## Working with Binary in Powershell

### Introduction

In most cases when working in Powershell, you may run across raw computer language or occasionally some binary. As we all know, binary comes in sequences of 1′s and 0′s which for us can be very hard to interpret. Thankfully there is a way to manipulate Binary in Powershell to help you along the way. In most cases, you would need to convert your numbers into binary, or vice versa, in order to work with the individual bits of a number. Let’s give it a try.

### The connection to binary

Let’s say we have a number like **1234** that we would like to view the binary version of. Unfortunately we cannot just input our number and have the computer return what it interprets. There is a connecting language between our numbers and the computer’s binary.That number is the **Hexadecimal number**. Without going into to much detail, each Hexadecimal number within a string holds a byte of information that translates into binary. So how do we turn our number into a Hexadecimal? Simple. By adding a **0x** in front of our number. Let’s try.

1 2 3 4 5 |
PS > $hexNumber=0x1234 //Our stored variable //enter our named variable and get the output PS > $hexNumber 4660 |

As you can see, by simply placing a **0x** in front of our number, the computer interprets that number as a hexadecimal value. Take note that you do not have to type in **PS >**. We simply placed that in so you know the beginning line of code that you must input.

### Getting the Binary Value

Since we have a number that the computer can understand as stored information instead of just an integer value, it’s time to tell the computer to convert our number into a binary number. We will tell the computer to do so by a set of CMDLets to Convert the number into a String and supply it a base of two within the parameters. Let’s try our number **1234** (aka hexadecimal 4660) for this example.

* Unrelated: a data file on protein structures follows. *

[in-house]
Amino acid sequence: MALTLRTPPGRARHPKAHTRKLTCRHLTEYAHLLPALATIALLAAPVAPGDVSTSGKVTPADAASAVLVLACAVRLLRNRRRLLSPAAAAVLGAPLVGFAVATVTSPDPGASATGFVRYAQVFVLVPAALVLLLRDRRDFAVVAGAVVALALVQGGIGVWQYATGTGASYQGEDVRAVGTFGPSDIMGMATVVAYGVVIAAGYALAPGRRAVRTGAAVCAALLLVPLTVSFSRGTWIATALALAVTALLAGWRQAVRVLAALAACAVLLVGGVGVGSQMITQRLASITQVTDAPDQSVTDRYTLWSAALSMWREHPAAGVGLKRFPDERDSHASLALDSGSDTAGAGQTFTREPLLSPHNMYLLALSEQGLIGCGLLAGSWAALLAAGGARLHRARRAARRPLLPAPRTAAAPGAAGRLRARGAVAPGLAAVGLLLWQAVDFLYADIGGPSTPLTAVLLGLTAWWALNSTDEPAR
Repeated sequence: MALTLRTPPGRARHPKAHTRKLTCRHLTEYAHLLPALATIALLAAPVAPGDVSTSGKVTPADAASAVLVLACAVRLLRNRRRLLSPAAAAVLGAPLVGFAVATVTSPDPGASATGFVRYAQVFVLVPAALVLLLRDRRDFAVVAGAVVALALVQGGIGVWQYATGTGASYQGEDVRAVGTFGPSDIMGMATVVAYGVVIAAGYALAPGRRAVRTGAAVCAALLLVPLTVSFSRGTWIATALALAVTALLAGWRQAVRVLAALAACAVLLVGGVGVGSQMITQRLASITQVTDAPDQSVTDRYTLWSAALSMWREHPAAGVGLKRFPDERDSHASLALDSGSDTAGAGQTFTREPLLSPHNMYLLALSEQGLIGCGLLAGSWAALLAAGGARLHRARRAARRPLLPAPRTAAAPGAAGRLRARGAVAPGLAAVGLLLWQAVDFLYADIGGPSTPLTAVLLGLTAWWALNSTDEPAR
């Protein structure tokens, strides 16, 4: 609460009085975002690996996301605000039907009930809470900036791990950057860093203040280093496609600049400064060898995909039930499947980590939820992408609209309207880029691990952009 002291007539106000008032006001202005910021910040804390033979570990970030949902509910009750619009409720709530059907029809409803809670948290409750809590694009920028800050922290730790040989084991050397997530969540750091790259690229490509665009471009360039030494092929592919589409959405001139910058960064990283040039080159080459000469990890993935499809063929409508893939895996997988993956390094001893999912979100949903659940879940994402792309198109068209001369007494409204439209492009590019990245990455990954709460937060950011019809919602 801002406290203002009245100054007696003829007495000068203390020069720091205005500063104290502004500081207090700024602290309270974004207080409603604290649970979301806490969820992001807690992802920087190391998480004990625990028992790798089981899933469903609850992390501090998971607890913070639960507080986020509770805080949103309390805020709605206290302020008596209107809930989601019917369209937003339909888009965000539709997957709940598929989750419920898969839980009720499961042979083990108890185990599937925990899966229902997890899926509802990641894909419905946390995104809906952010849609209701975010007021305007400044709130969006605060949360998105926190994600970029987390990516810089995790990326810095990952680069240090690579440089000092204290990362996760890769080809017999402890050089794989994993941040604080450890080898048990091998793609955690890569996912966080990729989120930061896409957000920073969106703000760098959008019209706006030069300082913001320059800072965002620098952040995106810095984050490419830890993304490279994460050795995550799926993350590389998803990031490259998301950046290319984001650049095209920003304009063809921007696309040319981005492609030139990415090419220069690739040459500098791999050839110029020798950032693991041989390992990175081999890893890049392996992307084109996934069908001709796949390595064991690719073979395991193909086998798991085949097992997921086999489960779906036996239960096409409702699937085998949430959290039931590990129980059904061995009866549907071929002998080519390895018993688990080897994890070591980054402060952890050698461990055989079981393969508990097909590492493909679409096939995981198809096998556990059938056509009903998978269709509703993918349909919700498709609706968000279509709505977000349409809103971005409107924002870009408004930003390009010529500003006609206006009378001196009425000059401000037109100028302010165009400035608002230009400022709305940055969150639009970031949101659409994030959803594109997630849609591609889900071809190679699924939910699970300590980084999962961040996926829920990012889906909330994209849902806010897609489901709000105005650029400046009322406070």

1 2 3 |
PS > [Convert]::ToString(1234,2) //Our stored variable //Computer Output 10011010010 |

What if Powershell gives us a binary but we need the hexadecimal value. Let’s try this method.

1 2 3 |
PS > [Convert]::ToInt32("10011010010",2) //Our stored variable //Computer Output 1234 |

The computer outputted the hexadecimal value 1234. It’s as easy as that.

### Why does this matter?

The best example of how converting these numbers can help you is invoking a Powershell command that gives you a files attributes. Sometime the computer might give you a value like **16417** or **12345** when you requests a files attributes. What it is really doing is going through a table with the file attributes and writing True (or 1) or False (or 0) for each attribute. This would give the computer a binary sequence which then translates into a hexadecimal. With that hexadecimal number, you yourself can see from the attributes list what is set to true or false.

### Wrapping It Up

Powershell is a great shell command program that will help you administer your computer and servers. If you ever come across and unusual number in your Powershell projects, test out converting it to binary and see if there is a table it is comparing the sequence to and you will most likely find your answer.